Why is it that many people get even more desperate to buy their first home when it's a hot market?

They get outbid on one, maybe two homes, but instead of calling it quits, and waiting for a local or nationwide real estate market crash to be in a better position to buy, they instead resolve to buy a home no matter how overpriced it may happen to be.  Not smart, people.  Parents of millennials in the counties mentioned above: What are you doing?  Why would you agree to assist your children in buying an overpriced liability?  Most likely you got a sob story from your adult child, became emotional, and agreed to do some of the things below.  These are ranked from low (1) to high (10) on my Financially Dangerous Scale:

1.  Allowing your child to move back in after college.

2.  Letting your child and their significant other move back in with you.

3.  Helping to pay your child's other expenses, e.g., their car insurance, electricity bill, student loans, etc., once in a while.

4.  Paying your child's rent for a while or once in a while.

5.  Gift your kids money for the downpayment or closing costs.

6.  Loan your kids money for the downpayment or closing costs.  Of course, your child would need to report this money as a gift from you so it isn't counted as debt by the lender.  Loans between family are never a good idea.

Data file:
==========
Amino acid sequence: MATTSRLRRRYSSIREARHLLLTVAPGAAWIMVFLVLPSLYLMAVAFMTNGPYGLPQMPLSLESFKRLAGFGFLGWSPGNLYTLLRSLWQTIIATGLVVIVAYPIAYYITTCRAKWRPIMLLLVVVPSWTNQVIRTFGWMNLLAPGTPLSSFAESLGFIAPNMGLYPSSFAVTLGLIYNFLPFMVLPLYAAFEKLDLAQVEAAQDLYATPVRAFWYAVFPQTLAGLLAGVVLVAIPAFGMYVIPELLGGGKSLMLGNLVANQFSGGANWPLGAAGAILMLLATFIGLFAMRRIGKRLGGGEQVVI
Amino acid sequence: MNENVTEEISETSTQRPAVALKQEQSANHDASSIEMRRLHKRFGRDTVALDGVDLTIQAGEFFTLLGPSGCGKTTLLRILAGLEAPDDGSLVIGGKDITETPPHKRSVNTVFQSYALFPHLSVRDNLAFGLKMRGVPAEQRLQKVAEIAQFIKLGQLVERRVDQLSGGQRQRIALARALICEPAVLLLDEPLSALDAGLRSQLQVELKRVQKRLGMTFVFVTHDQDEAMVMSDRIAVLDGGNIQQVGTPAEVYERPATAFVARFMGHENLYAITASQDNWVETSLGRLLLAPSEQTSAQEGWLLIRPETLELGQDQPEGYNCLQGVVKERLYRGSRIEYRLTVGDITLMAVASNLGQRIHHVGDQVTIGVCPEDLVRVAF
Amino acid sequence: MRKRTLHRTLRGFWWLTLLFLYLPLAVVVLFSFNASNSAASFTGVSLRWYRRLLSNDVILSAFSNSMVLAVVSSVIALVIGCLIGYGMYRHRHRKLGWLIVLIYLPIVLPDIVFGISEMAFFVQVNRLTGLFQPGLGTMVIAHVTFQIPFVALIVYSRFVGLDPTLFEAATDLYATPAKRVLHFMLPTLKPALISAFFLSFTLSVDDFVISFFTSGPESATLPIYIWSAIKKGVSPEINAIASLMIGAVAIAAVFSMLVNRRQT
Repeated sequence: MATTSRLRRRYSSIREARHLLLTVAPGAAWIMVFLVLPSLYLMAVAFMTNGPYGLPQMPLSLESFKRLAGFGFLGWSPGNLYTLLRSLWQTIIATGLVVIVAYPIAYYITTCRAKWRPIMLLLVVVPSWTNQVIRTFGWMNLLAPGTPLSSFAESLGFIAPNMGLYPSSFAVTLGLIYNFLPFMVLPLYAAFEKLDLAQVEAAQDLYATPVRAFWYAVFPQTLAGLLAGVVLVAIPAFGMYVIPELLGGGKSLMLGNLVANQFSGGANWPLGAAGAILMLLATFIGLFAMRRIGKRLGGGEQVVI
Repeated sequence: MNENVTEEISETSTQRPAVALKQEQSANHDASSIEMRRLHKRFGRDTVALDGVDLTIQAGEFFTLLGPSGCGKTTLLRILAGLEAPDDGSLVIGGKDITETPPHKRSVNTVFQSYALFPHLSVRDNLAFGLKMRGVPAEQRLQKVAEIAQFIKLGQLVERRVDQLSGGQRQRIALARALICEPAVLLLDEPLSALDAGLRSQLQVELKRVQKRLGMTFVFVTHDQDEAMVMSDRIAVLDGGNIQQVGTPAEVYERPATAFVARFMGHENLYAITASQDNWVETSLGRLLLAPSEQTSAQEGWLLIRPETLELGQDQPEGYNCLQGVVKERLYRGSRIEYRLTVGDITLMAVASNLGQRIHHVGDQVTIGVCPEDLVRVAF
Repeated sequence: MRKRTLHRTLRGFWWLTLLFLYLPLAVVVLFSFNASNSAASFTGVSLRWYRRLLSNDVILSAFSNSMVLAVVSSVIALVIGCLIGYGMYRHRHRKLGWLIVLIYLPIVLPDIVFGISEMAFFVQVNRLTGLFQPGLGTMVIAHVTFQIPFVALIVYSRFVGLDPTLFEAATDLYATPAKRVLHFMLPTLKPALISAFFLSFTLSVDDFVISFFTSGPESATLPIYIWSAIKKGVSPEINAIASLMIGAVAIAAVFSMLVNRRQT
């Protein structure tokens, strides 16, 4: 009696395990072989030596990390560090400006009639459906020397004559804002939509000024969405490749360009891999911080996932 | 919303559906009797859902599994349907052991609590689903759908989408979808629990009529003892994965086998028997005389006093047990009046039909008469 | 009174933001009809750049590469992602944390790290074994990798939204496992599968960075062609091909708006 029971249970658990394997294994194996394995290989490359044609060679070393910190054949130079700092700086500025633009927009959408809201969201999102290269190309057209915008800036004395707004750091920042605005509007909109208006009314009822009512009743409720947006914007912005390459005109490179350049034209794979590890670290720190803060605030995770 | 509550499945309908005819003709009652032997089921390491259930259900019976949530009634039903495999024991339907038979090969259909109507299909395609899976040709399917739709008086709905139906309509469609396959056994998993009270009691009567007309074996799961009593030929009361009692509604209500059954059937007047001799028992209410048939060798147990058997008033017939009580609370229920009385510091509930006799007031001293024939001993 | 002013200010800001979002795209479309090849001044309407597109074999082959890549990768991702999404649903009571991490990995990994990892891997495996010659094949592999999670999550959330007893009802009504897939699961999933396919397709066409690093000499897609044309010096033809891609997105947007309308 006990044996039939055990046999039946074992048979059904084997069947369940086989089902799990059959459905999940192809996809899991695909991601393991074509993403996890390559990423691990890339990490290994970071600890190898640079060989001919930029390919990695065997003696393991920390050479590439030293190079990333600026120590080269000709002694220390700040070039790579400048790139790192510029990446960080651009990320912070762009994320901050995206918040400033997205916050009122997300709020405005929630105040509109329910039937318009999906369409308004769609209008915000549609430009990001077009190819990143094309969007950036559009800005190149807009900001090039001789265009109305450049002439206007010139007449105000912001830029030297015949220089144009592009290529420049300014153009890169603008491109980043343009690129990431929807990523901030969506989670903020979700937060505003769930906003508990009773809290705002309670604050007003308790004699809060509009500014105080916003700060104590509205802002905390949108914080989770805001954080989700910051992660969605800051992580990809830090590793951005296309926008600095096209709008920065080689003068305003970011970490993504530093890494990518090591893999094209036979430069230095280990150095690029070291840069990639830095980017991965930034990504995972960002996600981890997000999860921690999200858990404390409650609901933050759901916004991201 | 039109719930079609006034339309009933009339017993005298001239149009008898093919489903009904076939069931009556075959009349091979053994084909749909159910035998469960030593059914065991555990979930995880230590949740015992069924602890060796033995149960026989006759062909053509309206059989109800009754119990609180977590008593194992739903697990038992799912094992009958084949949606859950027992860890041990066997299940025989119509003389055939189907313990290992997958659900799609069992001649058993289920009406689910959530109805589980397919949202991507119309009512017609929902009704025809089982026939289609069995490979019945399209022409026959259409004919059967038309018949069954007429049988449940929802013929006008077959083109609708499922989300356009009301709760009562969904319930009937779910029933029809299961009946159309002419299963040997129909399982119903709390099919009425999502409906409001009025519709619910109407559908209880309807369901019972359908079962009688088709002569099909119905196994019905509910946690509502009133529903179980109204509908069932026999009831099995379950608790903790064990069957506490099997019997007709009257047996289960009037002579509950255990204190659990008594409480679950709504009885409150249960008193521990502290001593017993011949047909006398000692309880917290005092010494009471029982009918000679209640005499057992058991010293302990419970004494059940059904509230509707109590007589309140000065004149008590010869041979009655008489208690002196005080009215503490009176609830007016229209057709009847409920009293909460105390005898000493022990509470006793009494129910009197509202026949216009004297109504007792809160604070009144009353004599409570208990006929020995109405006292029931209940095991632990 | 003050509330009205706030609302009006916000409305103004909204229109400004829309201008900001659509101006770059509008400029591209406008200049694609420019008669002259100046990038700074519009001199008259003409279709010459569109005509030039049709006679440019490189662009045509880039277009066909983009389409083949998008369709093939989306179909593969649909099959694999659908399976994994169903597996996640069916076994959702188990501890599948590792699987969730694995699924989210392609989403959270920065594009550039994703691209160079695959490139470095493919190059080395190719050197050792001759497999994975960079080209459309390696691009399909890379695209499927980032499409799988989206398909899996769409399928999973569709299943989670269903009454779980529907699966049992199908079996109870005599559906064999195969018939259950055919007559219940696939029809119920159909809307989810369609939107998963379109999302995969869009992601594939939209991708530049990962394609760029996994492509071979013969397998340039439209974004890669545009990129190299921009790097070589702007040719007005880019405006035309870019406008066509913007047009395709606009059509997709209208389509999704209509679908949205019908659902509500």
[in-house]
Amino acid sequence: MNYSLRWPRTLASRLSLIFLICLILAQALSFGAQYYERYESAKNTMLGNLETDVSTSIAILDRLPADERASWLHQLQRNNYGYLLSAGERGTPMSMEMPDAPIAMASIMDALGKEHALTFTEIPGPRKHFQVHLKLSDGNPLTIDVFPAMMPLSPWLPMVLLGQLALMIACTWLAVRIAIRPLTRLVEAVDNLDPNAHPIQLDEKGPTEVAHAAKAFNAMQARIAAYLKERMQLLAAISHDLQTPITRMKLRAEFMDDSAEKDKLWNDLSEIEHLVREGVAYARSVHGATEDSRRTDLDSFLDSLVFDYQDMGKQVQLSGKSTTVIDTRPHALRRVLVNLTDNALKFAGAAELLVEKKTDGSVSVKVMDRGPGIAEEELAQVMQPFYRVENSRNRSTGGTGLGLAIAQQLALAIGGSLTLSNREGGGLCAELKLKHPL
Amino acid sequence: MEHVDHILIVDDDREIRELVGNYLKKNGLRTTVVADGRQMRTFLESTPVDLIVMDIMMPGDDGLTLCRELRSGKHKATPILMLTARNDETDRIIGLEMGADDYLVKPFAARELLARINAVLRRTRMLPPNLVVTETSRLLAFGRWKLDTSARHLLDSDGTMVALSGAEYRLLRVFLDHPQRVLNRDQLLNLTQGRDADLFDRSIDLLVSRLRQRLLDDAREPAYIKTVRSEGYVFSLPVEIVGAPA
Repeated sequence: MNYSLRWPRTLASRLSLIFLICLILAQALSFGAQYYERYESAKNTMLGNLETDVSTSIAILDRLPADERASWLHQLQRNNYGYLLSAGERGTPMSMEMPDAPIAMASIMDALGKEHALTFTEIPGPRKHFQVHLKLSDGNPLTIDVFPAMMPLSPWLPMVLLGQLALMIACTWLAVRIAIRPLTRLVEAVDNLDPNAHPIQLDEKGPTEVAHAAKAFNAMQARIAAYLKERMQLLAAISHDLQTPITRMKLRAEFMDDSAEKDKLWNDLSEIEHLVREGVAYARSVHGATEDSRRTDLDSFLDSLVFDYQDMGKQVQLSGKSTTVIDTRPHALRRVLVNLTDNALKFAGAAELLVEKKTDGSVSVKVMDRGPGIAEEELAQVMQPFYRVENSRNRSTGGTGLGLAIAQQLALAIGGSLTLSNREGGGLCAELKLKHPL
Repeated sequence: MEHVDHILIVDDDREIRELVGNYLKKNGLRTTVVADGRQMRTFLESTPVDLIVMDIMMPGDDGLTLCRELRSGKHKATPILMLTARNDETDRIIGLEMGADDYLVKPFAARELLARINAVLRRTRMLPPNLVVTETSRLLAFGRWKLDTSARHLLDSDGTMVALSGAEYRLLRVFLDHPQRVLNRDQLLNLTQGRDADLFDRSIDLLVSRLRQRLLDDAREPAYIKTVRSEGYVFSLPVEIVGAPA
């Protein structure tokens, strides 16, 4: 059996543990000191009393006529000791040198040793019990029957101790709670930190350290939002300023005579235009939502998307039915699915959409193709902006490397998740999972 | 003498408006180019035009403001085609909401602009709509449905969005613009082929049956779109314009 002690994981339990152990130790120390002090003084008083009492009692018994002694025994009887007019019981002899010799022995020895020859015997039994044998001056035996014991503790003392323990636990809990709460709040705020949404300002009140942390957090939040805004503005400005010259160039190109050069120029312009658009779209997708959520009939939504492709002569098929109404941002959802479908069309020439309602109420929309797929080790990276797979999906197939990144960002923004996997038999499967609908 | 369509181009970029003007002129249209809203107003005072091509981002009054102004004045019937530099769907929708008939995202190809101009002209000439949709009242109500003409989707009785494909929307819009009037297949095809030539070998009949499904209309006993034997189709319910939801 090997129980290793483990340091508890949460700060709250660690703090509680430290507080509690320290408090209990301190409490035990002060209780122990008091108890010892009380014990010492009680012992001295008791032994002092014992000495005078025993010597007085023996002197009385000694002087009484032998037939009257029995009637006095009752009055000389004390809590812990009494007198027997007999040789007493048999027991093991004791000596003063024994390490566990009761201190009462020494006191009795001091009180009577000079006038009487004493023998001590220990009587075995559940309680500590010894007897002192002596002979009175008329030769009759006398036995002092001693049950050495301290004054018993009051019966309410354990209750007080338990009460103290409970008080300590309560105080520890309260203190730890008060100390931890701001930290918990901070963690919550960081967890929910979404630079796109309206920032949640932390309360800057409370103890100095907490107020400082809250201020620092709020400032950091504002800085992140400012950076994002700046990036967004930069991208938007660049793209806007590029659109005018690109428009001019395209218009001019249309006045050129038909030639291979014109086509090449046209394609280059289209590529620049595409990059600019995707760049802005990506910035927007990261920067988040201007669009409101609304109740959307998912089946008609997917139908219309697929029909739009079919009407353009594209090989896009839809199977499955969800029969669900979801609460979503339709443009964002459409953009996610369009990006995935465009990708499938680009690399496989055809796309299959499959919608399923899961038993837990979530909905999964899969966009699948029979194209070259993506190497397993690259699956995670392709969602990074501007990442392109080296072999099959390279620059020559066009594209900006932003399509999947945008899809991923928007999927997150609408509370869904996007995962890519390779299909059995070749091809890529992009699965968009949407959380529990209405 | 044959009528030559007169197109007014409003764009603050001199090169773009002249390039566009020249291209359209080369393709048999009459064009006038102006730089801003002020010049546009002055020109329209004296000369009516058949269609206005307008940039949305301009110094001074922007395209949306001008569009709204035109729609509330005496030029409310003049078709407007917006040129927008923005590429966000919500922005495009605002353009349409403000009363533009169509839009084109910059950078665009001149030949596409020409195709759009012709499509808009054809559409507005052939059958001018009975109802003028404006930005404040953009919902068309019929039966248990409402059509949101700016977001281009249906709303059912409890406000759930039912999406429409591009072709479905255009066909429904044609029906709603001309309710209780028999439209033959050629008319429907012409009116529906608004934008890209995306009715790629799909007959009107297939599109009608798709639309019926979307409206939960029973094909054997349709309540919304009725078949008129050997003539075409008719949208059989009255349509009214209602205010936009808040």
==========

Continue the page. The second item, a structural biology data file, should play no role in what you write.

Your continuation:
7.  Taking out a home equity loan to raise the money to help your child pay for their down or closing costs.

8.  Co-sign the mortgage.  Guess who's credit will be ruined if your child can't pay the mortgage?  Or worse, stops paying and doesn't even tell you (because they didn't want to worry you) about it until the mortgage is three months late.

9.  Cashing in some of your retirement savings.  What, are you nuts?  Why would you liquidate from your 401(k) or IRAs to help junior with his house purchase?  You've lost compounding interest power with that move.  Will you have enough now to retire?

10.  Getting on the "Mortgage Merry-Go-Round."  You refinance your home and get enough cash out, $100K or more, to outright buy your child's desired home.  This makes your kid (really, you) an "all-cash buyer" and better in situations where bidding wars would ensue.  Once they close on their new (all paid for) home, your child takes out a mortgage on his new home and uses all that money to pay you back.

There are many reasons why #10 above is highly dangerous.  First, by refinancing, you've put yourself at the very beginning of a brand new 15 or 30-year mortgage.  This means your mortgage payment will be mostly interest and not principal once again.  "But my child is going to pay me back so I will put that lump sum back in and pay less interest."  Did you do your due diligence when buying the house all cash?  Meaning, did you have it appraised?  The bank will appraise the home before giving your son or daughter a mortgage.  What if the two amounts (what you paid and what the bank wants to finance) aren't the same?